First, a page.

> focuser. But are there other options? Is there something I have not
        > considered that would lead to issues/problems? I am asking this before
        > spending LOTS OF $$$ on a 2nd APO & 2nd ccd camera. So any comments,
        > suggestions, recommendations are greatly appreciated!
        >
        > Regards,
        > Fernando
        >
        >
        >
        >
        >
        > [Non-text portions of this message have been removed]
        >
      • Mark
        Actually Terry there are a number of benefits to a side by side configuration compared to a piggyback one ... 1) The total equipment weight is closer to the
        Message 3 of 7 , Oct 8, 2009
          Actually Terry there are a number of benefits to a side by side
          configuration compared to a piggyback one ...

          1) The total equipment weight is closer to the mount which means a
          little less counterweight is required. This can be very useful if your
          setup requires close to the maximum available counterweight.

          2) Less weight on a single dovetail bar/plate (the one under the larger
          primary scope). The side by side spreads out the weight of the two
          scopes between the two plates. This is even more of an issue if you've
          got a primary scope with the smaller Vixen compatible dovetail bar.

          3) More flexibility in mounting multiple scopes, with rings you'll
          usually need multiple setups to handle more than two scopes. If you've
          got more than two scopes this can start to become a more important
          issues.

          4) More substantial mounting points compared to some 3 point rings. This
          is admittedly a bit of a two edged sword as the more substantial
          mounting also means less flexibility in pointing. You also need to
          spend some time aligning the saddles (usually a one time event) if
          you're not going to use 3 point rings.

          5) Increased weight carrying capability ... there are some practical
          limits for the piggybacked scope. Sometimes it's costs (really big rings
          and mounting hardware can be expensive), at other times it's weight
          (those bigger rings and mounting hardware can also end up weighing quite
          a bit more than the extra saddle and side by side bar). With a side by
          side configuration you can easily even mount scopes of the same weight
          together.

          Weight imbalance between the scopes is usually not an issue at all. Yes
          you do spend a bit more time on the initial setup getting everything
          balanced but once that's done there's no problem. With a SbS
          configuration you deal with the imbalance by sliding the connecting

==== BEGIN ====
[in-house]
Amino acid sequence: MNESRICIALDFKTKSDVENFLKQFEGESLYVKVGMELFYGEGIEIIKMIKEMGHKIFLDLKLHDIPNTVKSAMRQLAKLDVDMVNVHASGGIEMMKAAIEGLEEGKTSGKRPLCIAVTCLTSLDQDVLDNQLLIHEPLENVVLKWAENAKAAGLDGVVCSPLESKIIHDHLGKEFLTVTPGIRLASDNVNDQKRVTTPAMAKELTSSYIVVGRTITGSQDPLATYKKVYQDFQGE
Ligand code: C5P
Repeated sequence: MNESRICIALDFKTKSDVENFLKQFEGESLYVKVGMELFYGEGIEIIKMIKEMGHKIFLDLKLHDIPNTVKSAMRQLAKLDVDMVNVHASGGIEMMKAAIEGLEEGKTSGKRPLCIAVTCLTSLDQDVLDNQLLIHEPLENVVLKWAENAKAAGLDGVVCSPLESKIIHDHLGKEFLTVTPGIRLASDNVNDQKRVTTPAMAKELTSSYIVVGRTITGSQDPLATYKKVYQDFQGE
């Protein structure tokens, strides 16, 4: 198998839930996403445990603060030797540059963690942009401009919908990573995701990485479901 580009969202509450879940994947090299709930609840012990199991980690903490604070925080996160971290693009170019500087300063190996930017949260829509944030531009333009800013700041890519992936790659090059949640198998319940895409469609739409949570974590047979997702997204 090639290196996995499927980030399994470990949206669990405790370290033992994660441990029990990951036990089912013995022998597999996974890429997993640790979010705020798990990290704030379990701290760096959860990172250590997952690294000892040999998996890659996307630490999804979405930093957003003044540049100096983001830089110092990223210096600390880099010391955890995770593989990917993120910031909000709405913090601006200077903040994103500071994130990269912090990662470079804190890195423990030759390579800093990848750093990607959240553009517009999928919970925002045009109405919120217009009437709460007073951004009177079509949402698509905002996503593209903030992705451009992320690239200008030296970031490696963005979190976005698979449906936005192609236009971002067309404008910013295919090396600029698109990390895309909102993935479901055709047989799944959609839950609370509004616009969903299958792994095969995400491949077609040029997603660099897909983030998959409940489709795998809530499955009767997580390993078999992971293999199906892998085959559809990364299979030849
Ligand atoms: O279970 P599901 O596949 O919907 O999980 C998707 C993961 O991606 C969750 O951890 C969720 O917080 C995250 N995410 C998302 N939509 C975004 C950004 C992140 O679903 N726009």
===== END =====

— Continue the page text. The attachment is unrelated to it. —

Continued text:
bar/plate sideways which places the primary scope closer to the mount's
          saddle and the lighter scope a bit farther away.

          I run a combination of C11, C6, TMB115 and a AT80ED scopes on a CGE with
          an ADM SbS configuration. For visual work it's usually the C11 and
          TMB115 (30 vs. 15lbs) but for imaging it can be just about any other
          combination. For autoguiding I've also started to use a converted 50mm
          finderscope instead of my 80mm refractor. This smaller guidescope
          configuration is mounted underneath the primary imaging scope on the
          dovetail bar/plate leaving the 2nd saddle open for other uses.

          Mark


          --- In tmboptical@yahoogroups.com, "Terry Tuggle" <tlt284@...> wrote:
          >
          > Fernando,
          >
          > There is no advantage to a side by side setup; in fact if the
          scopes
          > are not the same weight it sets up a built in imbalance; the
          traditional
          > over and under works the best. And for a guide scope the Mini Borg
          guiding
          > scope is top notch; its advantage is the guider can be hard mounted to
          the
          > scope without having to worry about focuser related issues.
          >
          > http://www.hutech.com/ImagAcce.htm
          >
          > The x-y positioner looks like a handy accessory as well.
          >
          >
          >
          > All the best,
          >
          > Terry
          >
          >
          >
          > _____
          >
          > From: tmboptical@yahoogroups.com [mailto:tmboptical@yahoogroups.com]
          On
          > Behalf Of fernandorivera3
          > Sent: Saturday, September 12, 2009 7:21 PM
          > To: tmboptical@yahoogroups.com
          > Subject: [tmboptical] Imaging with 2 OTA's side by side
          >
          >
          >
          >
          >
          > Greetings! This is my first post to the user-group, so I will be
          looking
          > forward to responses to my questions. What I would like to do is
          sometime in
          > the near future image with two small APO's, mounted side by side, with
          one
          > for RGB exposures, the other for Luminance or H-alpha data. Now,
          assuming
          > that (1) imaging setup is balanced properly, (2) imaging setup is